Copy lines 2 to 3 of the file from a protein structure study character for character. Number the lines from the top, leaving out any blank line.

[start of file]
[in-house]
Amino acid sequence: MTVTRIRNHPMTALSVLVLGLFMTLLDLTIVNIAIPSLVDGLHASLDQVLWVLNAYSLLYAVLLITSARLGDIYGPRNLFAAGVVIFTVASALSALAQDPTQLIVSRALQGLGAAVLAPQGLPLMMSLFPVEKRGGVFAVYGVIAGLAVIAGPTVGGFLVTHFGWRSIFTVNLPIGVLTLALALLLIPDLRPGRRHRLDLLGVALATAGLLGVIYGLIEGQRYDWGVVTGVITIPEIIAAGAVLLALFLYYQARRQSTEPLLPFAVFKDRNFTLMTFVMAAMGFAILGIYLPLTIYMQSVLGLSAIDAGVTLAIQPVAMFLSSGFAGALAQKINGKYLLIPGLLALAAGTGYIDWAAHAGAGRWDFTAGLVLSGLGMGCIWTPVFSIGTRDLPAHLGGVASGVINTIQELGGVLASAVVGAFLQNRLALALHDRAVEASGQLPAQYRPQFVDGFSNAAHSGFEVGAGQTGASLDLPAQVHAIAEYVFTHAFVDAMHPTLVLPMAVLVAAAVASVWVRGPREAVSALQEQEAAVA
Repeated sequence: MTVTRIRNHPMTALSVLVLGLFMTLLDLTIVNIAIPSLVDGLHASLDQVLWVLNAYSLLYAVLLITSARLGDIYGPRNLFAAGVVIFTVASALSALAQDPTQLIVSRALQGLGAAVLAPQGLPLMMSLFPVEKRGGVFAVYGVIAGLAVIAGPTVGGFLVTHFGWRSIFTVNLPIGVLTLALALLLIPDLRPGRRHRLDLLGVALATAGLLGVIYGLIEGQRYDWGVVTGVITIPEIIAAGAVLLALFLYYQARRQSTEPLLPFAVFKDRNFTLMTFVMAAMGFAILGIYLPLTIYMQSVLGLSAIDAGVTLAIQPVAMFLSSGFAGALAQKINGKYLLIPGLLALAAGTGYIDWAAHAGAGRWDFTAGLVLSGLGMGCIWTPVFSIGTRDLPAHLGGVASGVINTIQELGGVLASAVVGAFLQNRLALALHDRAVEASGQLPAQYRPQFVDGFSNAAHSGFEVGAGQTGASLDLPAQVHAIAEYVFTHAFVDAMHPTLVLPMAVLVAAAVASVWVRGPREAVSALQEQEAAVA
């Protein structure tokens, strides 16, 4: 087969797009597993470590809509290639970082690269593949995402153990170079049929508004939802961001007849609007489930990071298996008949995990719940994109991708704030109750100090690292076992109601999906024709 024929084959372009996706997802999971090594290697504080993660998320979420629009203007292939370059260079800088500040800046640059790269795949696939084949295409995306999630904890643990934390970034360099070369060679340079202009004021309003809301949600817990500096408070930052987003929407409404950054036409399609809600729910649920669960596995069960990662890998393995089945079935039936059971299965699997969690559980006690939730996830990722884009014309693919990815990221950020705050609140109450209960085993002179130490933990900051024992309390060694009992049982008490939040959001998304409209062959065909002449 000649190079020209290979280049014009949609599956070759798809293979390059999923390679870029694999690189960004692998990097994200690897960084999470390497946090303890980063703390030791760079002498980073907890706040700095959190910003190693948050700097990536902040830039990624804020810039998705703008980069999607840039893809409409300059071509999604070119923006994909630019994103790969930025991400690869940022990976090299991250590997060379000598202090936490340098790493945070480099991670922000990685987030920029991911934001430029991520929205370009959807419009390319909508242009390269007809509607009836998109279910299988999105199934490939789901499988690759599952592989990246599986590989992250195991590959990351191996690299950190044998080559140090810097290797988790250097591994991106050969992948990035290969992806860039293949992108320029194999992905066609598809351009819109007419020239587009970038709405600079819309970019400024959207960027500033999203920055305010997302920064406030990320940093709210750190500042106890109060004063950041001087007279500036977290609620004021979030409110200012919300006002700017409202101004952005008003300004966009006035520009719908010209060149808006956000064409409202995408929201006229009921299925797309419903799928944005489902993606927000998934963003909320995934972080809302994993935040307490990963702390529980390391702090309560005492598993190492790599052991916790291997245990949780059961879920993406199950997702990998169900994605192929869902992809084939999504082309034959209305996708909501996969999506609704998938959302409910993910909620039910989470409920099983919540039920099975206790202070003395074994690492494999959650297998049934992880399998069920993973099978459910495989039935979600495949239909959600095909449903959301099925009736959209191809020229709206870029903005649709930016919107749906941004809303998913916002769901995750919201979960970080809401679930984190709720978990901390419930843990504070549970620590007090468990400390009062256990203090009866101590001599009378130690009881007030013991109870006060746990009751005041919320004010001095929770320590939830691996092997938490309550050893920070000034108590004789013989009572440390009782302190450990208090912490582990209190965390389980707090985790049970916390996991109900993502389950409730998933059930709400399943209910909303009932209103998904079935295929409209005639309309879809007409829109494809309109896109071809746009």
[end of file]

Amino acid sequence: MTVTRIRNHPMTALSVLVLGLFMTLLDLTIVNIAIPSLVDGLHASLDQVLWVLNAYSLLYAVLLITSARLGDIYGPRNLFAAGVVIFTVASALSALAQDPTQLIVSRALQGLGAAVLAPQGLPLMMSLFPVEKRGGVFAVYGVIAGLAVIAGPTVGGFLVTHFGWRSIFTVNLPIGVLTLALALLLIPDLRPGRRHRLDLLGVALATAGLLGVIYGLIEGQRYDWGVVTGVITIPEIIAAGAVLLALFLYYQARRQSTEPLLPFAVFKDRNFTLMTFVMAAMGFAILGIYLPLTIYMQSVLGLSAIDAGVTLAIQPVAMFLSSGFAGALAQKINGKYLLIPGLLALAAGTGYIDWAAHAGAGRWDFTAGLVLSGLGMGCIWTPVFSIGTRDLPAHLGGVASGVINTIQELGGVLASAVVGAFLQNRLALALHDRAVEASGQLPAQYRPQFVDGFSNAAHSGFEVGAGQTGASLDLPAQVHAIAEYVFTHAFVDAMHPTLVLPMAVLVAAAVASVWVRGPREAVSALQEQEAAVA
Repeated sequence: MTVTRIRNHPMTALSVLVLGLFMTLLDLTIVNIAIPSLVDGLHASLDQVLWVLNAYSLLYAVLLITSARLGDIYGPRNLFAAGVVIFTVASALSALAQDPTQLIVSRALQGLGAAVLAPQGLPLMMSLFPVEKRGGVFAVYGVIAGLAVIAGPTVGGFLVTHFGWRSIFTVNLPIGVLTLALALLLIPDLRPGRRHRLDLLGVALATAGLLGVIYGLIEGQRYDWGVVTGVITIPEIIAAGAVLLALFLYYQARRQSTEPLLPFAVFKDRNFTLMTFVMAAMGFAILGIYLPLTIYMQSVLGLSAIDAGVTLAIQPVAMFLSSGFAGALAQKINGKYLLIPGLLALAAGTGYIDWAAHAGAGRWDFTAGLVLSGLGMGCIWTPVFSIGTRDLPAHLGGVASGVINTIQELGGVLASAVVGAFLQNRLALALHDRAVEASGQLPAQYRPQFVDGFSNAAHSGFEVGAGQTGASLDLPAQVHAIAEYVFTHAFVDAMHPTLVLPMAVLVAAAVASVWVRGPREAVSALQEQEAAVA